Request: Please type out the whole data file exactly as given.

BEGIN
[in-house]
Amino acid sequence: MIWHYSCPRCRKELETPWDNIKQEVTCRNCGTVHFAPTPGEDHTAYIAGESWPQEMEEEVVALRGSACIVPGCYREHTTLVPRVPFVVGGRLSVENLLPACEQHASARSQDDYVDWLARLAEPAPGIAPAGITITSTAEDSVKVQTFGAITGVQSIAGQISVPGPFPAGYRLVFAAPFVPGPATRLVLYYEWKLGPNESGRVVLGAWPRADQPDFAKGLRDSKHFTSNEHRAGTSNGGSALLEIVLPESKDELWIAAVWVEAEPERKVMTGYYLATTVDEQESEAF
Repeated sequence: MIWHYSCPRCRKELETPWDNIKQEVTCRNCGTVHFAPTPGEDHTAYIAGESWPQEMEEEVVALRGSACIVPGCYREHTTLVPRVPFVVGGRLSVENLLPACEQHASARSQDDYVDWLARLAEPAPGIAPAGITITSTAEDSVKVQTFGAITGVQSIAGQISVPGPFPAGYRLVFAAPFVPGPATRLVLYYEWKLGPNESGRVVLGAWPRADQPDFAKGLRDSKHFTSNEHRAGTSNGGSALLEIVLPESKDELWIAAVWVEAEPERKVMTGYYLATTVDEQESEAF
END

[in-house]
Amino acid sequence: MIWHYSCPRCRKELETPWDNIKQEVTCRNCGTVHFAPTPGEDHTAYIAGESWPQEMEEEVVALRGSACIVPGCYREHTTLVPRVPFVVGGRLSVENLLPACEQHASARSQDDYVDWLARLAEPAPGIAPAGITITSTAEDSVKVQTFGAITGVQSIAGQISVPGPFPAGYRLVFAAPFVPGPATRLVLYYEWKLGPNESGRVVLGAWPRADQPDFAKGLRDSKHFTSNEHRAGTSNGGSALLEIVLPESKDELWIAAVWVEAEPERKVMTGYYLATTVDEQESEAF
Repeated sequence: MIWHYSCPRCRKELETPWDNIKQEVTCRNCGTVHFAPTPGEDHTAYIAGESWPQEMEEEVVALRGSACIVPGCYREHTTLVPRVPFVVGGRLSVENLLPACEQHASARSQDDYVDWLARLAEPAPGIAPAGITITSTAEDSVKVQTFGAITGVQSIAGQISVPGPFPAGYRLVFAAPFVPGPATRLVLYYEWKLGPNESGRVVLGAWPRADQPDFAKGLRDSKHFTSNEHRAGTSNGGSALLEIVLPESKDELWIAAVWVEAEPERKVMTGYYLATTVDEQESEAF